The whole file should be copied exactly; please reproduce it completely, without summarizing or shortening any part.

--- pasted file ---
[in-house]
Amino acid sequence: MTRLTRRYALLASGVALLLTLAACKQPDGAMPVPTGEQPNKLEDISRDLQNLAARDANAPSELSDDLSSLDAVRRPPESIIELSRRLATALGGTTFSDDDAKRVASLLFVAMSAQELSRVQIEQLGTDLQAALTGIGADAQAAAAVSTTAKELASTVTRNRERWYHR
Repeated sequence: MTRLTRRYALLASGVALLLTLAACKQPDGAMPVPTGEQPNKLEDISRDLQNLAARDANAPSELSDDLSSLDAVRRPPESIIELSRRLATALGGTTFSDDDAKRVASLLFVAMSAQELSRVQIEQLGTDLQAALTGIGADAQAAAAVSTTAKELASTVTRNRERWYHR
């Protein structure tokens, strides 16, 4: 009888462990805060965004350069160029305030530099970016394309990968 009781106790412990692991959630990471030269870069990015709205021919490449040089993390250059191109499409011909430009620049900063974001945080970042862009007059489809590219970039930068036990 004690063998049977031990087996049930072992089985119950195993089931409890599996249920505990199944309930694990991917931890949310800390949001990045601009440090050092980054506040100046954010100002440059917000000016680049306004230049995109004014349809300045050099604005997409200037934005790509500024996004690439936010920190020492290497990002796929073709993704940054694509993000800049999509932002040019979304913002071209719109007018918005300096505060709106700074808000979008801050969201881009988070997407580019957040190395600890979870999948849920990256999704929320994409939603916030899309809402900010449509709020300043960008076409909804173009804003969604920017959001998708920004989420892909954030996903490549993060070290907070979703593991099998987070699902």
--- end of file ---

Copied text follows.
[in-house]
Amino acid sequence: MTRLTRRYALLASGVALLLTLAACKQPDGAMPVPTGEQPNKLEDISRDLQNLAARDANAPSELSDDLSSLDAVRRPPESIIELSRRLATALGGTTFSDDDAKRVASLLFVAMSAQELSRVQIEQLGTDLQAALTGIGADAQAAAAVSTTAKELASTVTRNRERWYHR
Repeated sequence: MTRLTRRYALLASGVALLLTLAACKQPDGAMPVPTGEQPNKLEDISRDLQNLAARDANAPSELSDDLSSLDAVRRPPESIIELSRRLATALGGTTFSDDDAKRVASLLFVAMSAQELSRVQIEQLGTDLQAALTGIGADAQAAAAVSTTAKELASTVTRNRERWYHR
């Protein structure tokens, strides 16, 4: 009888462990805060965004350069160029305030530099970016394309990968 009781106790412990692991959630990471030269870069990015709205021919490449040089993390250059191109499409011909430009620049900063974001945080970042862009007059489809590219970039930068036990 004690063998049977031990087996049930072992089985119950195993089931409890599996249920505990199944309930694990991917931890949310800390949001990045601009440090050092980054506040100046954010100002440059917000000016680049306004230049995109004014349809300045050099604005997409200037934005790509500024996004690439936010920190020492290497990002796929073709993704940054694509993000800049999509932002040019979304913002071209719109007018918005300096505060709106700074808000979008801050969201881009988070997407580019957040190395600890979870999948849920990256999704929320994409939603916030899309809402900010449509709020300043960008076409909804173009804003969604920017959001998708920004989420892909954030996903490549993060070290907070979703593991099998987070699902």